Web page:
The ruler of that world is not any one person, but a death-dealing system of domination. Jesus isn’t talking about death as the painful but natural conclusion to a life well-lived. He’s talking about a living death, a suffering worse than death. The hour has come for Jesus to hate life in that world – specifically the world shaped by the powers that oppose God – violence, inequality, and oppression. The ruling authorities intend for the death of Jesus to make him into a symbol of submission, and a sign of the futility of challenging the domination system. Instead, Jesus’ death, the death which fulfills the meaning of his life, is one that drives out those ruling forces that breaks down the grisly power of its symbols.

I’ve been following the case of Trayvon Martin, the Florida teen gunned down recently with skittles and a soda in his hand. Michael Skolnik, editor of the blog “Global Grind”, wrote an essay addressing this incident. He says: “I will never look suspicious to you, because of one thing and one thing only. The color of my skin. I am white. I was born white. It was the card I was dealt. No choice in the matter. … I have no guilt for the color of my skin or the privilege that I have. Remember, it was just the next card that came out of the deck. But, I have choices. I got choices on how I play the hand I was dealt….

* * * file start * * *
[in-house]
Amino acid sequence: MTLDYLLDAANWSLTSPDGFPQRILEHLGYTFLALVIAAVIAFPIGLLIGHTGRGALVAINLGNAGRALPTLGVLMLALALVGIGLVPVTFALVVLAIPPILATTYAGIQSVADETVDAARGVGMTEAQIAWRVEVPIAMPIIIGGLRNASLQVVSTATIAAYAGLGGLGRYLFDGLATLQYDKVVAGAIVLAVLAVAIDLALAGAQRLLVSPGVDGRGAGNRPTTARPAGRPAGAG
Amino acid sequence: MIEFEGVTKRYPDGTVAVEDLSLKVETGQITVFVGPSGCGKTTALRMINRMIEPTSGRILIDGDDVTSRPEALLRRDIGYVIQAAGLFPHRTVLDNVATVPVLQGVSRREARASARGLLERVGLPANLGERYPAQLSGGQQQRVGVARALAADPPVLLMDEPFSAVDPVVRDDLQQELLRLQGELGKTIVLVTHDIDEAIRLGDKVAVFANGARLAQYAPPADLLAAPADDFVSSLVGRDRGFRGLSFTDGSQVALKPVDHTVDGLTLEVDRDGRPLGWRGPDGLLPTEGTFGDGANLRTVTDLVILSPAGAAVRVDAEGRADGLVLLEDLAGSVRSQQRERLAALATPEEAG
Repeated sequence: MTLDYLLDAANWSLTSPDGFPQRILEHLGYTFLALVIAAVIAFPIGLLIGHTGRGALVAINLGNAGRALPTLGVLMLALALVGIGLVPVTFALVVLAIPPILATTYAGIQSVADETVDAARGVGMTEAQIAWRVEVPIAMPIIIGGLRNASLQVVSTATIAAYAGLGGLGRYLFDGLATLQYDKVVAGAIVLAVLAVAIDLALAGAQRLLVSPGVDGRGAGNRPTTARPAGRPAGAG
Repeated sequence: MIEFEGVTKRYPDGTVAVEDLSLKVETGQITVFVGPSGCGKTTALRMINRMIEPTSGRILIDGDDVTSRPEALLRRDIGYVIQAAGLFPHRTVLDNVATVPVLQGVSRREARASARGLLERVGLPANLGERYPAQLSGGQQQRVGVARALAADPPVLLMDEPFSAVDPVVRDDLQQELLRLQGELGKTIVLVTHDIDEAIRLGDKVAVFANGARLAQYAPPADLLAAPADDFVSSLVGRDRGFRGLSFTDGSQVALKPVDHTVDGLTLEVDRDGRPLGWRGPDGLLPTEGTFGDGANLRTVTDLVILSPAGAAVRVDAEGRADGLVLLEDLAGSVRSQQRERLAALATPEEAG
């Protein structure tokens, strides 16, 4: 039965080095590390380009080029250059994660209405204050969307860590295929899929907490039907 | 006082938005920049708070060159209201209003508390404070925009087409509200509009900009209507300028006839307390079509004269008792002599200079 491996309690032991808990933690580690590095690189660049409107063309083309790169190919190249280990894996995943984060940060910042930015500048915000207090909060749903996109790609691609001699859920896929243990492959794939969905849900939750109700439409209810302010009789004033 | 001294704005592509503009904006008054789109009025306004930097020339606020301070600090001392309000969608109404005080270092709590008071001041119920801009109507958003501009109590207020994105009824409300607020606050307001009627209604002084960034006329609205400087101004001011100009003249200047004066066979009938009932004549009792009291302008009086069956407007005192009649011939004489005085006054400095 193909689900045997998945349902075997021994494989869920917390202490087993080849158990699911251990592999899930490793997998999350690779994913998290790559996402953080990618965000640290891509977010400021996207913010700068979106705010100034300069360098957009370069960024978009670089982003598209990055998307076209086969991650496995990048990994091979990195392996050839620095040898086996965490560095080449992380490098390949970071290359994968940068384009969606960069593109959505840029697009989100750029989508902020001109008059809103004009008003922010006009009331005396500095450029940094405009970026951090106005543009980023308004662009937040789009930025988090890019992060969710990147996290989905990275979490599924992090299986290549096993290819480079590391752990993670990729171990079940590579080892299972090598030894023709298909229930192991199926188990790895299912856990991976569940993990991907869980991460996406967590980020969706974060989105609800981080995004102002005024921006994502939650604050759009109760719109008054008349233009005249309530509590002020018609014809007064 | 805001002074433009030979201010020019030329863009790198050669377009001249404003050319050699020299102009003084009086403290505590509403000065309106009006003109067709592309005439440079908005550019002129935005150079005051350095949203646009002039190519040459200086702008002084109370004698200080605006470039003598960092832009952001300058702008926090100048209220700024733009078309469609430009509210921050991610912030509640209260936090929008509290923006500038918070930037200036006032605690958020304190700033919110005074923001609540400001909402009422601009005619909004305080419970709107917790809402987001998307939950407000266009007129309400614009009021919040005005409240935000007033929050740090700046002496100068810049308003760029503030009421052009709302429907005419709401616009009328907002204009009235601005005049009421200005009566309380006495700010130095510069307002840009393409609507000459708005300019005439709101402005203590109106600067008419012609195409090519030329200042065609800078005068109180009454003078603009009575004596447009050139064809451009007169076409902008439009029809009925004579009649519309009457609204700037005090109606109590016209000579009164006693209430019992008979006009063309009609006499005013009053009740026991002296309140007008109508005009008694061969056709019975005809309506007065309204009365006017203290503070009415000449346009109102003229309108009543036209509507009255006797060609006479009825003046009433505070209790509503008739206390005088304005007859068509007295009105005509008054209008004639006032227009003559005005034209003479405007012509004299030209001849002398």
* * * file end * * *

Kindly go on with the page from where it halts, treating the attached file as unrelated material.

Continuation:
[When it comes to Trayvon’s death] There are still some facts to figure out. There are still some questions to be answered. But, let’s be clear. Let’s be very, very clear. Before the neighborhood watch captain, George Zimmerman, started following him against the better judgment of the 911 dispatcher. Before any altercation. Before any self-defense claim. Before Travyon’s cries for help were heard on the 911 tapes. Before the bullet hit him dead in the chest. Before all of this. He was suspicious. He was suspicious. suspicious. And you know, like I know, it wasn’t because of the hoodie or the jeans or the sneakers. Cause I had on that same outfit yesterday and no one called 911 saying I was just wandering around their neighborhood. It was because of one thing and one thing only. Trayvon is black.”